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with George, Ben Abraham
Kings Park Women’s Memorial
Saturday, December 3, 2016

It has been a busy week at Kings Park with three concerts occurring within five days, culminating in a show that would see six and a half thousand people take a space on the grass for a chance to see ARIA award winner Missy Higgins bring her much loved songs to life with the aid of the West Australian Symphony Orchestra.

Melbourne folk artist Ben Abraham is a friend of Missy Higgins and has accompanied her across the nation on this tour. Abraham has a tender voice that is dripping with so much emotion, it is as if it was plugged directly into his heart. His heart of the sleeve narratives means that his is armed with songs that make him appear so sensitive that he would cry if you snapped his ruler. There is plenty of heartbreak on show in his tunes, but a distinct lack of menace. If his songs are anything to go by, being loved by Abraham would be like being loved by your pillow. That said, he was pleasant enough background music for spreading your blanket and easing into your first taste of wine.

Some of Australia’s best bands have come out of Queensland – and then there is George. Fronted by the Noonan siblings Katie and Tyronne, the band had a successful debut in Polyserena before falling out of the limelight almost as quickly as they arrived. Having reformed for a set of 20 year anniversary shows, the Brisbane five-piece set about reviving the glory days. Katie Noonan has always been known for her big voice, and it was again on display during Breaking It Slowly even if the outdoor venue didn’t do her any favours. Tyronne Noonan showed that his greatest influence was Jeff Buckley with the slow burn of Today from the bands second album. The biggest George hit Bastard Son was the most well received tune of their set, but George were a pretty horrible band two decades ago and time hasn’t done them any favours.

Missy Higgins has grown up in front of audiences eyes. She was a young woman when she first hit the radio and had a rapid rise to becoming a household name. Higgins has songs on the youth radio stations and also traverses commercial radio and adult contemporary. It is a rare gift to be able to tick so many boxes. Higgins is now a mother and has a career that has gone well over a decade, and is the type of artist that is the perfect fit for having her honest narratives accompanied by the West Australian Symphony Orchestra.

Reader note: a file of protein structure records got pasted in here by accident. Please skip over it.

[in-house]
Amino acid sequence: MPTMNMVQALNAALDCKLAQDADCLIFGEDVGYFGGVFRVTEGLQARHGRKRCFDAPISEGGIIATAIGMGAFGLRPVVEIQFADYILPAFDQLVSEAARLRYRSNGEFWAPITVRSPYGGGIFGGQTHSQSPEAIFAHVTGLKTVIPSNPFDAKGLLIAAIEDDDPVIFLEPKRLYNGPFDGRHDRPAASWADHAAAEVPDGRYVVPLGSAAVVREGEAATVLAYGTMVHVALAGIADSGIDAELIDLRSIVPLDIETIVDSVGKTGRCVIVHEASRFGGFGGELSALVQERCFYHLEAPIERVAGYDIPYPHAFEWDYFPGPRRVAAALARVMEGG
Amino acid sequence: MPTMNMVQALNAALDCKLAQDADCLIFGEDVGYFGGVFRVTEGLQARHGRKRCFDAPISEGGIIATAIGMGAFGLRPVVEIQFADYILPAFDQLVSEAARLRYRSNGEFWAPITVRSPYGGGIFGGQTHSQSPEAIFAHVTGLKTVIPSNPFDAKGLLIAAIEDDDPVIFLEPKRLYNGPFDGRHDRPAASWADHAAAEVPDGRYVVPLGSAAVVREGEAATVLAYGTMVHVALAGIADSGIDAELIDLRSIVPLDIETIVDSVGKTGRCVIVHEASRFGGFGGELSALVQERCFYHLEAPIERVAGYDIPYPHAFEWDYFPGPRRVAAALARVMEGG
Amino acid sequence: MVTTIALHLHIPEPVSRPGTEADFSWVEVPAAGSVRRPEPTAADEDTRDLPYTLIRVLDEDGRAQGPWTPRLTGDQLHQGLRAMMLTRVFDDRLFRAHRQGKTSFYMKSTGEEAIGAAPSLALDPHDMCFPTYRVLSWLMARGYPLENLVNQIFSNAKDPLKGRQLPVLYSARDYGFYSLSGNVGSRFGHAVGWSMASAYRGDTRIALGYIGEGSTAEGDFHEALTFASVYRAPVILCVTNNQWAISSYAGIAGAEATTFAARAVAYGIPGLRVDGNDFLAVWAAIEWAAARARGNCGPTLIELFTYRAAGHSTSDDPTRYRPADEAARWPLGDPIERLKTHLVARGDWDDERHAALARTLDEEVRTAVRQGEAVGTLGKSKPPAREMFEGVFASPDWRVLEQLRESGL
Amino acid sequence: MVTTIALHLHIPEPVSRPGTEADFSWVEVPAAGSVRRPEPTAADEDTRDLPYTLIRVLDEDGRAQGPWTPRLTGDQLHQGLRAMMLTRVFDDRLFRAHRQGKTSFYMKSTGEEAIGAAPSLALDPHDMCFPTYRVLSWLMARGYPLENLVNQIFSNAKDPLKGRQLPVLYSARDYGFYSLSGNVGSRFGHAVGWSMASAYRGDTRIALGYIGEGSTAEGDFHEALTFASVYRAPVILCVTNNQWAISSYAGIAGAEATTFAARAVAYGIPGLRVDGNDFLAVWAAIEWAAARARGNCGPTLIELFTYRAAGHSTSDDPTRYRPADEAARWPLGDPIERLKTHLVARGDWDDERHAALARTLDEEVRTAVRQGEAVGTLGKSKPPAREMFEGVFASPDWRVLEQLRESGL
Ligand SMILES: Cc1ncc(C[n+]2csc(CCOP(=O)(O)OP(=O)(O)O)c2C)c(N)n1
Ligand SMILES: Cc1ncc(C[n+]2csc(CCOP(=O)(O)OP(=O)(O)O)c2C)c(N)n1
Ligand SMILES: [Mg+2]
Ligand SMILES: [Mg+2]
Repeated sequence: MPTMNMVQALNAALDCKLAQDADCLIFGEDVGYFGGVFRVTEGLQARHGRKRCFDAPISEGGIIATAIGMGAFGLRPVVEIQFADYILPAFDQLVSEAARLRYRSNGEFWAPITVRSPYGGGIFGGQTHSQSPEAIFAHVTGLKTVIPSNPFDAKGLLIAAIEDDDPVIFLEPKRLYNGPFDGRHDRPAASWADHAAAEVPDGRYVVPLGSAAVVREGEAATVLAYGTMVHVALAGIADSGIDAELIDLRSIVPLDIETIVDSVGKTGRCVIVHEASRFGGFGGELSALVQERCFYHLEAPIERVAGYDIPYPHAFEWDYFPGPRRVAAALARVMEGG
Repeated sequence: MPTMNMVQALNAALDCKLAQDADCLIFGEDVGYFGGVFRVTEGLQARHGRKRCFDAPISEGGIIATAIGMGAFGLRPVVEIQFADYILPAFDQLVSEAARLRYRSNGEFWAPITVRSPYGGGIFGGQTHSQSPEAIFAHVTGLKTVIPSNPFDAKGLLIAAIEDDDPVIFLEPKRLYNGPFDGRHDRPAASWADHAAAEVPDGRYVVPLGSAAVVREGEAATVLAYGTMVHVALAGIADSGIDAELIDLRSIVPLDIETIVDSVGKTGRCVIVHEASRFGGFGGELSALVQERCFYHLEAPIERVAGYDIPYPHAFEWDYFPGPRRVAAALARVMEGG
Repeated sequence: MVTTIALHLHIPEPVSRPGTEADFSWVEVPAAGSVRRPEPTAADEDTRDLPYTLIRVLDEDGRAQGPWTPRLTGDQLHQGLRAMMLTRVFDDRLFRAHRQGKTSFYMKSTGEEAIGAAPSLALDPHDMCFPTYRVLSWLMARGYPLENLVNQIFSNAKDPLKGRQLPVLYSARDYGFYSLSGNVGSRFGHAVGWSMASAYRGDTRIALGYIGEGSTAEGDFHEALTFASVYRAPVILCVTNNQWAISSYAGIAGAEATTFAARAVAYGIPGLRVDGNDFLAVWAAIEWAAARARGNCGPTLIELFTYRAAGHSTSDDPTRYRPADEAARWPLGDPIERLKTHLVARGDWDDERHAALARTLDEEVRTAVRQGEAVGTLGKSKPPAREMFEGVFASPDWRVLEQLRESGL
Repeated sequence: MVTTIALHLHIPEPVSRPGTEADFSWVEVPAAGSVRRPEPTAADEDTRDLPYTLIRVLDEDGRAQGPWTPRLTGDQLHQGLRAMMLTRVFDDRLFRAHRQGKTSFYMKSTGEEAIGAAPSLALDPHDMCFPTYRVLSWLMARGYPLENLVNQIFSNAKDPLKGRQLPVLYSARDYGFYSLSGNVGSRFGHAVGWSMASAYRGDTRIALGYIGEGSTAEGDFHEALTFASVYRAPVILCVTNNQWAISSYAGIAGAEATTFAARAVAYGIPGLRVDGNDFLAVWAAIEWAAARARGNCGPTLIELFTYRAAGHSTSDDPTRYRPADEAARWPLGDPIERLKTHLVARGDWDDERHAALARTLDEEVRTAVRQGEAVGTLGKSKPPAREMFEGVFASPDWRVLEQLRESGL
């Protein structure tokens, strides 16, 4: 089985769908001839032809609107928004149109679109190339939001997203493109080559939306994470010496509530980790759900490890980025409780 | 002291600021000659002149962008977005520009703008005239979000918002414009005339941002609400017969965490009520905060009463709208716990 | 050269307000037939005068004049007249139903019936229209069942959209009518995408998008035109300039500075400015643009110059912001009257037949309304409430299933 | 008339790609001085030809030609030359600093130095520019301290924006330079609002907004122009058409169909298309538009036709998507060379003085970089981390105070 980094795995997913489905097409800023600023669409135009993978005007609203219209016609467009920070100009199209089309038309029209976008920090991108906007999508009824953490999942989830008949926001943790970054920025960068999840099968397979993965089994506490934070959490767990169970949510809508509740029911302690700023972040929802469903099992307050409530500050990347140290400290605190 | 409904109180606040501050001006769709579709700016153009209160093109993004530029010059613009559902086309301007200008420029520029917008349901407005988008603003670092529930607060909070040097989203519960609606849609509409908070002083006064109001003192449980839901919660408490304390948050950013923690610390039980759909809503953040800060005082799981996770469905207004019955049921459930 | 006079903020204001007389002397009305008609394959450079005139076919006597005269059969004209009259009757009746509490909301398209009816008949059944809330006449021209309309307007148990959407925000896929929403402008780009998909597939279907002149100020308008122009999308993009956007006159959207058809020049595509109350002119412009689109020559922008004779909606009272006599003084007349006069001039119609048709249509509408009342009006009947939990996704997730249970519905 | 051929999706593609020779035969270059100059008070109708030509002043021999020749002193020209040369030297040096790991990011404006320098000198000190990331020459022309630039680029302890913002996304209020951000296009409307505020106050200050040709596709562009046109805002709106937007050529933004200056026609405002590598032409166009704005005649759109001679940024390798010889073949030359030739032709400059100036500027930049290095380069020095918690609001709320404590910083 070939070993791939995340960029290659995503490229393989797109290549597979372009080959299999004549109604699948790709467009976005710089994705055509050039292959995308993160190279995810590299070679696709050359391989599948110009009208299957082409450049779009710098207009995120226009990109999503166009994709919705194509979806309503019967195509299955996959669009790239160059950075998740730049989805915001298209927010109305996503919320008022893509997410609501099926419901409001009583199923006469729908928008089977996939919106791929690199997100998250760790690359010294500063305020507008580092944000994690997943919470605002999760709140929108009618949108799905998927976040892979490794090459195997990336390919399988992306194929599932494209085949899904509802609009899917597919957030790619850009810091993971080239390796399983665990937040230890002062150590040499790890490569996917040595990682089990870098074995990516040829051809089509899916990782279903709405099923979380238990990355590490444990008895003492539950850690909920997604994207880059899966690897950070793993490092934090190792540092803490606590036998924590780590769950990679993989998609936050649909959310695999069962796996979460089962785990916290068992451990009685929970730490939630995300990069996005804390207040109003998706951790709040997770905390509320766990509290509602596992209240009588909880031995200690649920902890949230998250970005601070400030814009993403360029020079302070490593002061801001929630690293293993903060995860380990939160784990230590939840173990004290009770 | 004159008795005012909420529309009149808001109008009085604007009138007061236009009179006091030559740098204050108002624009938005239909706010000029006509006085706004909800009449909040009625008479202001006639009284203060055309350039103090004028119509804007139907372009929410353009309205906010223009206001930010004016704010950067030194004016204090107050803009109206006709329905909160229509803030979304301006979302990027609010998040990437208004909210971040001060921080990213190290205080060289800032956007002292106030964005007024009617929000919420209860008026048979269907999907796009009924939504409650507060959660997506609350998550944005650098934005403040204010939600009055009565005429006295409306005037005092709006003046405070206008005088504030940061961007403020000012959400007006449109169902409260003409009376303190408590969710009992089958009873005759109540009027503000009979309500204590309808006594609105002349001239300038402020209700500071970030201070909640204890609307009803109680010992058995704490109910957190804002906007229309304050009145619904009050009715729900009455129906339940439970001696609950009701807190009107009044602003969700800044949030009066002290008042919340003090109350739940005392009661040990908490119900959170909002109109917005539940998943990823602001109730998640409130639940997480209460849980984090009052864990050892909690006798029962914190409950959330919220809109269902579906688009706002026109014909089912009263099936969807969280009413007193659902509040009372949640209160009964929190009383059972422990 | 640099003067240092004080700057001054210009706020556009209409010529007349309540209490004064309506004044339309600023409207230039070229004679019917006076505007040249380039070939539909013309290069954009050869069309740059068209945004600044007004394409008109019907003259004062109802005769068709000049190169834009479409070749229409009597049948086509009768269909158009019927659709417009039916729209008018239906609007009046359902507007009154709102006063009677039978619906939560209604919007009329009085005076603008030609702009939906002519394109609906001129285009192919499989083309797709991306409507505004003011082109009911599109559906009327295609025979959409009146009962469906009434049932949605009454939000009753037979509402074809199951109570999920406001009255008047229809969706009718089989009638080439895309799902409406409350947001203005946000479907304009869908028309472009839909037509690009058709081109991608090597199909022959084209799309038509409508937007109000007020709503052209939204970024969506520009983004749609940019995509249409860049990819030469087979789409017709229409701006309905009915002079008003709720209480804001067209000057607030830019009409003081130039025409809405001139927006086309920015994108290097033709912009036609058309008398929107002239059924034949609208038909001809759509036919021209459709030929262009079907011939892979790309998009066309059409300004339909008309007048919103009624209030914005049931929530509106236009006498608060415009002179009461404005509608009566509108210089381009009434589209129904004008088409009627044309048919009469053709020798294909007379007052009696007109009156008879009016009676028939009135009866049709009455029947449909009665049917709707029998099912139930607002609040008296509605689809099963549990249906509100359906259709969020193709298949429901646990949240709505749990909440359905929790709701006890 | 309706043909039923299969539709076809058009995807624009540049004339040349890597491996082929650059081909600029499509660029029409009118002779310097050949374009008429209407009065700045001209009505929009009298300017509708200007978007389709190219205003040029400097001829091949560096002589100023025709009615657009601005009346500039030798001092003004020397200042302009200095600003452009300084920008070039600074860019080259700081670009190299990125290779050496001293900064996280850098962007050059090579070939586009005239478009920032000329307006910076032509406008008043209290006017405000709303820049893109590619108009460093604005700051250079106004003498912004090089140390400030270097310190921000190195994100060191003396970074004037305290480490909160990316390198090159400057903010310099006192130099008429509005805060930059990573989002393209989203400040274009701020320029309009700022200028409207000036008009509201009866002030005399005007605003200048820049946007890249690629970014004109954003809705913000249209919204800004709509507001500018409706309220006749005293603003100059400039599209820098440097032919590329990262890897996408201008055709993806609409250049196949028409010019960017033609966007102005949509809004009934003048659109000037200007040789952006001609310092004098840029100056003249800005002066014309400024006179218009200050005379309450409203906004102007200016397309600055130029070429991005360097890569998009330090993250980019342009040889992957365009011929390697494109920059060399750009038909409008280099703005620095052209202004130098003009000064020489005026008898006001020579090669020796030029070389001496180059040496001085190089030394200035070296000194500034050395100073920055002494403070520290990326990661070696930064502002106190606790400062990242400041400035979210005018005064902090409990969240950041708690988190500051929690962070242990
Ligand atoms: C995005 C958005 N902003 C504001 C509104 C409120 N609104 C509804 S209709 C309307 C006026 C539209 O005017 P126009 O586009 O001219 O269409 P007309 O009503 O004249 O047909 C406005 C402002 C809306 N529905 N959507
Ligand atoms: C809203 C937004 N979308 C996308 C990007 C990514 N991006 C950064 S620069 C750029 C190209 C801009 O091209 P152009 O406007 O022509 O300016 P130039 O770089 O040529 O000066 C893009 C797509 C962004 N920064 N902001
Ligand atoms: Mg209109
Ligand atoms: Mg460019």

Conductor Nicholas Buc made sure that WASO was organised and ready before Higgins perched at her piano,  and steered the orchestra into Katie. Higgins most recent album finds her covering songs of other Australian artists and she would give some of these an airing tonight. The Angels No Secrets was slowed ever so slightly with some of the emotion taken out of it without Doc Neeson’s distinctive voice. The orchestra held their own though to make moments swell with precision, but it was Higgins own tunes in which she fared the best. Going North recalls the time that the songwriter spent in Broome and was laced with harmonies from her band members.


Whilst it is commendable to pay tribute, Higgins was on a hiding to nothing when tackling the finest tune of one of the best live bands in the country. The Drones Shark Fin Blues lacked the passion and vitriol of the original although the orchestra tried to save the day with a dynamic crescendo. All In My Head followed and was cinematic as if taken from a Disney movie, before the Melbourne singer spoke of her love of The Walking Dead which has prompted a new song that takes the form of a post-apocalyptic love story.

There were plenty of fine moments throughout with Higgins pulling out the ukulele and forgetting the words to the lullaby that she has written for her son Sammy. Kylie Minogue’s Confide In Me was given a major work-over that saw the orchestra playing in a staccato fashion that gave the tune a Bond Theme feel. Whether singing in her broad Australian accent as she bought attention to Syrian refugees or playing her mega-hits Special Two and Scar, Missy Higgins and her band had the many thousands in attendance in the palm of her hands.

The rain started to fall as Higgins was about to kick into her last song and she begged for four more minutes of people’s time. She needn’t have asked and no one was going anywhere once the opening strains of a lush string intro to Steer rung out. It was an effervescent ending to a very tidy set by an artist who crosses many generations. Missy Higgins is the kind of artist that you may never think to dig her CD’s out of the collection at home, but when confronted with her, you remember how charming she and her songs really are.


Photos by Mikaela James Photography


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